The Student Prince; life & soul.
Jenny Longhurst talks to Cardiff-based tenor Wynne Evans who makes his debut for the Welsh National Opera this season in Leonore.
CARDIFF-BASED tenor Wynne Evans, makes his debut as a member of the Welsh National Opera Company this season and exclaims: "I'm the one who gets the chick."
As a teenager Wynne, who plays Jacquino in the new production of Leonore, was a Mario Lanza addict smitten by the likes of The Student Prince.
"The first CD I ever bought was Mario Lanza at Christmas, " he said.
"I just loved everything about it and the way it bridged that gap between musicals and opera."
Now, at 28, he has developed a style of his own with a voice nurtured in Dennis O'Neill's front room.
After serving his student time at the Guildhall School of Music and Drama in London Wynne, who spent six months as a carpet fitter before embarking on the theatrical life, was in for a rude awakening.
"Going into opera can put you in cotton wool, " he said.
"You can sit in college thinking oh yeah, I'm going to be the next Pavarotti and become quite arrogant about it all."
Talking to him with his enthusiasm and ready smile, it's hard to believe he did his share of youthful "stropping around, " as he calls it.
"Then I took stock and thought nobody lives or dies depending on whether you sing or not."
Looking back, he reveals; "my singing at the time was awful."
That's when he approached his idol, the celebrated Welsh tenor, Dennis O'Neill to beg for some lessons.
"I rang him up and he said he didn't teach.
"I nagged and nagged and nagged him until one day he told me to come round.
"I thought I'd cracked it but he said I'd have to start all over again.
"Studying with him has made a tremendous difference."
As his technique improved, Wynne's voice blossomed and though he has made guest appearances with the WNO before, this is the first time he has signed on the dotted line for an 18 month contract.
Wynne was brought up surrounded by the smell of greasepaint. His parents ran the Lyric Theatre in Carmarthen and his older brother Mark, also an opera singer, started taking him to see big shows at the Swansea Grand from the time he was 14.
"We always went to see the WNO in Swansea, so it's really odd being in the Company now."
He's also done his share of queuing all night at Covent Garden for tickets for Pavarotti.
He tested out his early voice in youth clubs before going on to sing with the British Youth Opera where met his wife, Tanwen.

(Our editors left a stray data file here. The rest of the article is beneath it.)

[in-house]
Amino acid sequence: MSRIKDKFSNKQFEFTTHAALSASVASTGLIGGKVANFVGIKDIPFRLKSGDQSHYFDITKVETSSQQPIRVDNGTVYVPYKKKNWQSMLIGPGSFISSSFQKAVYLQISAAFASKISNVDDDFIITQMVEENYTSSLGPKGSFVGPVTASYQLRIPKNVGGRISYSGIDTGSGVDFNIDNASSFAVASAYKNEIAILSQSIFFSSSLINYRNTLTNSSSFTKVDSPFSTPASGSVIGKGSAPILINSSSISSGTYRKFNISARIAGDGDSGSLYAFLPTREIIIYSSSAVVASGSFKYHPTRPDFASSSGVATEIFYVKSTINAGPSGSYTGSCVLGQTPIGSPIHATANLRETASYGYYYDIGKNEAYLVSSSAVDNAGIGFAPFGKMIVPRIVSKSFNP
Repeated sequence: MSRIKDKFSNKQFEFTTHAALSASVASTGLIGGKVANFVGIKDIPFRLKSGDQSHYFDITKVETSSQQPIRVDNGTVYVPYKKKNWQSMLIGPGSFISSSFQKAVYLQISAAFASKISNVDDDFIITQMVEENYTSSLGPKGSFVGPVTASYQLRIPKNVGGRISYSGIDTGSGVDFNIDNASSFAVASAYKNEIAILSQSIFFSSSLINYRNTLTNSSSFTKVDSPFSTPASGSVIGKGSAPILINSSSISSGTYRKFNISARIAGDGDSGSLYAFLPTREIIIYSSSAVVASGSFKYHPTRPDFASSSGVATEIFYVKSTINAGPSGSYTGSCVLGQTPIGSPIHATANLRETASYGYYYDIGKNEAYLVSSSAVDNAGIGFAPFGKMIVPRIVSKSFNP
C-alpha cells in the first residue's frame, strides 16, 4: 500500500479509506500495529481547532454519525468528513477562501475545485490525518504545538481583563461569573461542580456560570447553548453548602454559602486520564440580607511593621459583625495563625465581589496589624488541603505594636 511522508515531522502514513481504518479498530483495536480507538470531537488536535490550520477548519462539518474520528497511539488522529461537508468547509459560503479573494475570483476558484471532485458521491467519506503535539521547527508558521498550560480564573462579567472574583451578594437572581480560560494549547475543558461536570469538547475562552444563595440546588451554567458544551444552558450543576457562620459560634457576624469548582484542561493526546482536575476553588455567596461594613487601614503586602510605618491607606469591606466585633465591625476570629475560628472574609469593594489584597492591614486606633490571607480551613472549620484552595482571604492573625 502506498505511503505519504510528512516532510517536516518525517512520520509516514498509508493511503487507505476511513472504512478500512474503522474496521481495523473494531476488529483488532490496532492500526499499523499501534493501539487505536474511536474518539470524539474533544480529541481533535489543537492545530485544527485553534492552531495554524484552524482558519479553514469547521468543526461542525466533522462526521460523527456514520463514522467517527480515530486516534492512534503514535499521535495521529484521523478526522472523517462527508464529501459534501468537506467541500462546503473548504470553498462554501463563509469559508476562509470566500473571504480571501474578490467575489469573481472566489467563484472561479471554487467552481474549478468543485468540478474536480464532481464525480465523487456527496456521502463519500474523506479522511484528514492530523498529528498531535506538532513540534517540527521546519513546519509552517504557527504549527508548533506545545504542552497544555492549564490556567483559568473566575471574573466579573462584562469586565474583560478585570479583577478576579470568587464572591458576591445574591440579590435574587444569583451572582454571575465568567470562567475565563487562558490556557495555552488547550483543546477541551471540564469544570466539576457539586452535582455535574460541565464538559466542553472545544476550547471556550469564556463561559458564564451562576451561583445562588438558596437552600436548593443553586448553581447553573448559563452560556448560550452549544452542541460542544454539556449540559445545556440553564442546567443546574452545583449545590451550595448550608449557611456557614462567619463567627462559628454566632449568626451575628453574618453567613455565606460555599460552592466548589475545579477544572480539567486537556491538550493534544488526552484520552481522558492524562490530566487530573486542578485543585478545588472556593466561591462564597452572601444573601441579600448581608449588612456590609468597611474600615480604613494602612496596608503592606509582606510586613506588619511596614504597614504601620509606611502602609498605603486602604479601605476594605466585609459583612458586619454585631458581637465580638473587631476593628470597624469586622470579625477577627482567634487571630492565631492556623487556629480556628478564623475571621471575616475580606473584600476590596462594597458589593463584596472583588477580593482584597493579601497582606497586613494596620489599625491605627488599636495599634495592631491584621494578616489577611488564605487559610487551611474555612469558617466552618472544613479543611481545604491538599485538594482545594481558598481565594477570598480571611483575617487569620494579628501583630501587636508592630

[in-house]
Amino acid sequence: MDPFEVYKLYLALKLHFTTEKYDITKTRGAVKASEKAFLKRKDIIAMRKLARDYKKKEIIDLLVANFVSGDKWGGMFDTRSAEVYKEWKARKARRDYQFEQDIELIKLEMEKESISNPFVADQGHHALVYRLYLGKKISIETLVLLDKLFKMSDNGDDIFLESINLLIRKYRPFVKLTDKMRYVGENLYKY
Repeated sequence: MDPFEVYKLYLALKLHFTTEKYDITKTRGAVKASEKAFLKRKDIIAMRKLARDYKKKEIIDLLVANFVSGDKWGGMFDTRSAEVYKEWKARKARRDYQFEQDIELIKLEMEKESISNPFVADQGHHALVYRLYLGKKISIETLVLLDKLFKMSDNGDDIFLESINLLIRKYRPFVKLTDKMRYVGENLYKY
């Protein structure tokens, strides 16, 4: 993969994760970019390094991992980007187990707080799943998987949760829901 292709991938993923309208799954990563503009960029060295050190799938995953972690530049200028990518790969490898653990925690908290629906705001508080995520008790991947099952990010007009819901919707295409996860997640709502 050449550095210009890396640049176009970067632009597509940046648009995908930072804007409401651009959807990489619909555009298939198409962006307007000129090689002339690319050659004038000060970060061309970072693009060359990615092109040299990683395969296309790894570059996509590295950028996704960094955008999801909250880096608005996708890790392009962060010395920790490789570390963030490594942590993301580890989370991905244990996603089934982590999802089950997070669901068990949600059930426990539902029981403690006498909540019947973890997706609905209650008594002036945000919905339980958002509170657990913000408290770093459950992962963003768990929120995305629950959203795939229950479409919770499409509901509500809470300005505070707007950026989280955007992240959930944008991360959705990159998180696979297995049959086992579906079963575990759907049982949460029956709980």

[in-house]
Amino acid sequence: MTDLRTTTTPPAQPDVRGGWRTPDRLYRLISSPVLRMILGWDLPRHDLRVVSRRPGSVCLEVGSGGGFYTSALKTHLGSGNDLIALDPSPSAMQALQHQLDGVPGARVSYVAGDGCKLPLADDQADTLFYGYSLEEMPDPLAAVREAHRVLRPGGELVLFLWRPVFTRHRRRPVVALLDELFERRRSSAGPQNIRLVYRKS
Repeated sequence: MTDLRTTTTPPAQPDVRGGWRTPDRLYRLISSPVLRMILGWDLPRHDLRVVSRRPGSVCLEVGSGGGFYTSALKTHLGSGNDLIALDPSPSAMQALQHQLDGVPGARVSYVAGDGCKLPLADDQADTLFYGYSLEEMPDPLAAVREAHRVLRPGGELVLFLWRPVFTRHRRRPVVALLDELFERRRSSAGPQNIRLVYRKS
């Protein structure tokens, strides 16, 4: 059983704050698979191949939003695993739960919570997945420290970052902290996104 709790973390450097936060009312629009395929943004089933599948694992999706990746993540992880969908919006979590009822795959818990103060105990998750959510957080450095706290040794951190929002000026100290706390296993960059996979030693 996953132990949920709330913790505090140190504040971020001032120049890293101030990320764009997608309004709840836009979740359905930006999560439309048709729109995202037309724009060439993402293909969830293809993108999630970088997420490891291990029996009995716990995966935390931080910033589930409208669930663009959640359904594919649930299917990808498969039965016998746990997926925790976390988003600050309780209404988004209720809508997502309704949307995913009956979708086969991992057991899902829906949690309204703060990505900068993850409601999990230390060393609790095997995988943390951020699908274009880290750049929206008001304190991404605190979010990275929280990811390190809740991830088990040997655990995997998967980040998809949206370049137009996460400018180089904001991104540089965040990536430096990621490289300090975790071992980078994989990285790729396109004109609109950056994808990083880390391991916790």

She was a French horn player who has turned to teaching and they're expecting their first baby in November.
Wynne always knew he wanted to sing, "except when I was about six and I wanted to be an ice cream man."
His spell as a carpet fitter, six months between A levels and starting music college, has made him useful around his house in Llandaff North.
But apart from that, he has shunned holiday jobs and part time work, preferring to focus on centre stage.
"People always say get something to fall back on but I felt it was never an option.
"I think as soon as you decide to do that, that's when you know it's not for you.
"You have to be totally committed."
He is looking forward to his role as Jacquino and explains: "he works in the prison and he's got the hots for the chief warden's daughter.
"She doesn't want to know because she's fallen in love with Fidelio who is really a woman.
"It works out for him in the end. It's a typical tenor role except I don't have to fight any baritones in the middle."
The WNO autumn season at the New Theatre from September 12 - October 6, opens with a new production of Beethoven's Leonore.
It's a passionate story of human drama that centres around good, evil and one woman's love and struggle to save her husband.
The production has been masterminded by Patrice Caurier and Moshe Leiser and is their fifth opera for the Company. Revivals of the sentimental Puccini tragedy La Boheme, The Barber of Seville, the all time favourite by Rossini and Beatrice and Benedict, make up the rest of the season.
For tickets call, 029 2087 8889.
TENOR Wynne Evans.
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|Publication:||South Wales Echo (Cardiff, Wales)|
|Date:||Sep 8, 2001|
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